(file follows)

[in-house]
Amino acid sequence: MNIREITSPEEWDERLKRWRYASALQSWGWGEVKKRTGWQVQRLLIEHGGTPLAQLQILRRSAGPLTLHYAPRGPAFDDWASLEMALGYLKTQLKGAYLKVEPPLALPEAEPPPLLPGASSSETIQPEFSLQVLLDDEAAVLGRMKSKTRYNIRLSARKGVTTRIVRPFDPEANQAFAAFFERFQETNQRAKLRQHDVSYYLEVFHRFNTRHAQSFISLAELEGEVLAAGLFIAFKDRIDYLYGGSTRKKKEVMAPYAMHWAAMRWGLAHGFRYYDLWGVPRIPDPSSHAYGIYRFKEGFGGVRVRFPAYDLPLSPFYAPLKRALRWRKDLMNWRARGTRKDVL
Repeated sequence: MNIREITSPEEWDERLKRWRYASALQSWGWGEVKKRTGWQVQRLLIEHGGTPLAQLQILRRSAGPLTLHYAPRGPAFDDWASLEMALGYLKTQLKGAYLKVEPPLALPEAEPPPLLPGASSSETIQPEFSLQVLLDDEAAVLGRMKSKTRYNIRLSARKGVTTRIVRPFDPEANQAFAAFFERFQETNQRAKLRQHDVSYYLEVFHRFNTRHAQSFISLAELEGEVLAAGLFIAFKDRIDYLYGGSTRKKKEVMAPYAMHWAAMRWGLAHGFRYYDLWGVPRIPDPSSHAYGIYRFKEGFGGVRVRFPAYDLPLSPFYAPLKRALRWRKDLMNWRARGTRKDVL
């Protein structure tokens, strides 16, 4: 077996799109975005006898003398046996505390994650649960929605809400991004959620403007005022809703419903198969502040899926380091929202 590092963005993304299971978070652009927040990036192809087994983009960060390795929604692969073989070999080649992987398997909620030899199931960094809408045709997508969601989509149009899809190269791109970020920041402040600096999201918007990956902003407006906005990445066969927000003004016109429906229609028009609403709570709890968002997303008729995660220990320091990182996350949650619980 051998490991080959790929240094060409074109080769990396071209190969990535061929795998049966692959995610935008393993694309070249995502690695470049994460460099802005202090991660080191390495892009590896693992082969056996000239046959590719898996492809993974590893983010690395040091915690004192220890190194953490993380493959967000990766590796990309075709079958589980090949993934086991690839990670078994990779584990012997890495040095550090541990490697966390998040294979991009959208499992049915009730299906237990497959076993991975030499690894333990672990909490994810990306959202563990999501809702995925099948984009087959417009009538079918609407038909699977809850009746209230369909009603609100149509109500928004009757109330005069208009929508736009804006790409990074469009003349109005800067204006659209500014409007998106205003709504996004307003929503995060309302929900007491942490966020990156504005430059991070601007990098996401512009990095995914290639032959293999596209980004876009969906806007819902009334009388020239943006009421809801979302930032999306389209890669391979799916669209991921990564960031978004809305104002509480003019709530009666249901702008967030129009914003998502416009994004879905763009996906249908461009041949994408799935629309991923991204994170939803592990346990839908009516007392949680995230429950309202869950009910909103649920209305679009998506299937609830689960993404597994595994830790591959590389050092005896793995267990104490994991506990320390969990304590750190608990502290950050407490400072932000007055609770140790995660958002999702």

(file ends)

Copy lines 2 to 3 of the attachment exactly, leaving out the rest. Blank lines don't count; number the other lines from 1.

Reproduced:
Amino acid sequence: MNIREITSPEEWDERLKRWRYASALQSWGWGEVKKRTGWQVQRLLIEHGGTPLAQLQILRRSAGPLTLHYAPRGPAFDDWASLEMALGYLKTQLKGAYLKVEPPLALPEAEPPPLLPGASSSETIQPEFSLQVLLDDEAAVLGRMKSKTRYNIRLSARKGVTTRIVRPFDPEANQAFAAFFERFQETNQRAKLRQHDVSYYLEVFHRFNTRHAQSFISLAELEGEVLAAGLFIAFKDRIDYLYGGSTRKKKEVMAPYAMHWAAMRWGLAHGFRYYDLWGVPRIPDPSSHAYGIYRFKEGFGGVRVRFPAYDLPLSPFYAPLKRALRWRKDLMNWRARGTRKDVL
Repeated sequence: MNIREITSPEEWDERLKRWRYASALQSWGWGEVKKRTGWQVQRLLIEHGGTPLAQLQILRRSAGPLTLHYAPRGPAFDDWASLEMALGYLKTQLKGAYLKVEPPLALPEAEPPPLLPGASSSETIQPEFSLQVLLDDEAAVLGRMKSKTRYNIRLSARKGVTTRIVRPFDPEANQAFAAFFERFQETNQRAKLRQHDVSYYLEVFHRFNTRHAQSFISLAELEGEVLAAGLFIAFKDRIDYLYGGSTRKKKEVMAPYAMHWAAMRWGLAHGFRYYDLWGVPRIPDPSSHAYGIYRFKEGFGGVRVRFPAYDLPLSPFYAPLKRALRWRKDLMNWRARGTRKDVL